Hushly collects engagement data by building a multi-asset browsing experience. Visitors only need to sign in once and can view endless assets, producing a clear picture of what they might be interested in and who they are, allowing you to glimpse their buyer intent.
3 Ways to Use Buyer Intent Data
Once you have your visitors’ buyer intent data, here are three ways to use it to improve your marketing.
1. Creating Content Around Buyer Intent Keywords
By creating content around buyer intent keywords, businesses can attract potential customers searching for information about their products or services.
For example, if you’re a marketing agency, creating content around keywords like “best marketing agency” or “how to choose the right marketing agency” can attract potential customers with commercial intent.
You can also customize your call-to-actions based on what response visitors are most likely to have due to the motivation for visiting the website.
2. Segmenting Contacts by Intent Data
Businesses can personalize their marketing messages by segmenting contacts based on their buyer intent to better resonate with each audience.
A visitor who engages with multiple blog posts about budgeting on a financial website is most likely interested in budgeting products. So, you may see the best results by entering them into an email campaign pushing budgeting products and services.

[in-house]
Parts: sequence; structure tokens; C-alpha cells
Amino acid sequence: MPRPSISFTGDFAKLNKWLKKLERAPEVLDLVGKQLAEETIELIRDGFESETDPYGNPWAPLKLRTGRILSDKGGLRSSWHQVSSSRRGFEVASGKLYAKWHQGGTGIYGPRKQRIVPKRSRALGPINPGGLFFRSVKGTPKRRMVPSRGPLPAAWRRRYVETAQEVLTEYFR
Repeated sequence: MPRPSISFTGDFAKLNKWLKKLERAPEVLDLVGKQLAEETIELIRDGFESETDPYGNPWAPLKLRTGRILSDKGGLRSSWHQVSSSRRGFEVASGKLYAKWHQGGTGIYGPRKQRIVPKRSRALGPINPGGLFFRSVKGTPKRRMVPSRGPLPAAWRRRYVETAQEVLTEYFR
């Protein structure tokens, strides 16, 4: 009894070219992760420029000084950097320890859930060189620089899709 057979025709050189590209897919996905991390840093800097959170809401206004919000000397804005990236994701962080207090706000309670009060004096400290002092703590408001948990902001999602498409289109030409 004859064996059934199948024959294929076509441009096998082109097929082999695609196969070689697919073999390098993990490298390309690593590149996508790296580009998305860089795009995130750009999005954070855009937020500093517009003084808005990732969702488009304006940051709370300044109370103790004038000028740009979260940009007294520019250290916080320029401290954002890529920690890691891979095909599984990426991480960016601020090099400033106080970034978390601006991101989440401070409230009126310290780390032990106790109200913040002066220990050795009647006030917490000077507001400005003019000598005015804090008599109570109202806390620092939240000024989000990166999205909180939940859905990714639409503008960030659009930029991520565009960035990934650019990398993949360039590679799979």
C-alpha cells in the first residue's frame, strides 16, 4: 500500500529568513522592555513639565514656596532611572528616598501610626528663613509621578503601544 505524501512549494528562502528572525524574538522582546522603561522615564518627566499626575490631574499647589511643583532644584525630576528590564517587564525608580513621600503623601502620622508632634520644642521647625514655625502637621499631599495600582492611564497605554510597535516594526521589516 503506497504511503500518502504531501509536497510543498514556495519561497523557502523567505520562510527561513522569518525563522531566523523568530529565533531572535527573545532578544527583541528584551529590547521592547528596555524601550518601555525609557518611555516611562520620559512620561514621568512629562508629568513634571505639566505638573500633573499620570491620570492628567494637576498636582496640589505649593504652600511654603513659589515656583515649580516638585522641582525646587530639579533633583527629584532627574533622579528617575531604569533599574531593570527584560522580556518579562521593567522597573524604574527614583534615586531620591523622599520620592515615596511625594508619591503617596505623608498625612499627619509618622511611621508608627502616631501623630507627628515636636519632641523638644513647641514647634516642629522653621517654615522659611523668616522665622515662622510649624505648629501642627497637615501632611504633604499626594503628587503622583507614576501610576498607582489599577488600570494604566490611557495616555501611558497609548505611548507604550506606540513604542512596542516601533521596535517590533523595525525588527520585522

3. Personalizing Marketing by Intent
By understanding the different types of buyer intent and using buyer intent data to improve marketing personalization, businesses can attract potential customers, increase engagement, and drive conversions.
Marketing personalization is adjusting the buyer’s journey based on their specific needs. Over half of buyers say the B2B journey has grown. Each buyer’s journey is becoming more complex, taking unique turns.
Personalization is necessary to support the modern B2B buyer’s journey. And what better way to personalize than by reaching your leads with content based on their intent?
Drive More Sales by Investing in Your Buyer Intent
Hushly’s AI-powered all-in-one conversion cloud helps you gather intent data and personalize your marketing campaigns.
By leveraging Hushly’s technology, businesses can easily segment their audience and deliver targeted messaging that resonates. With advanced AI algorithms, businesses can ensure their messaging is always relevant, leading to higher engagement and increased conversions.
Try Hushly’s all-in-one conversion cloud today.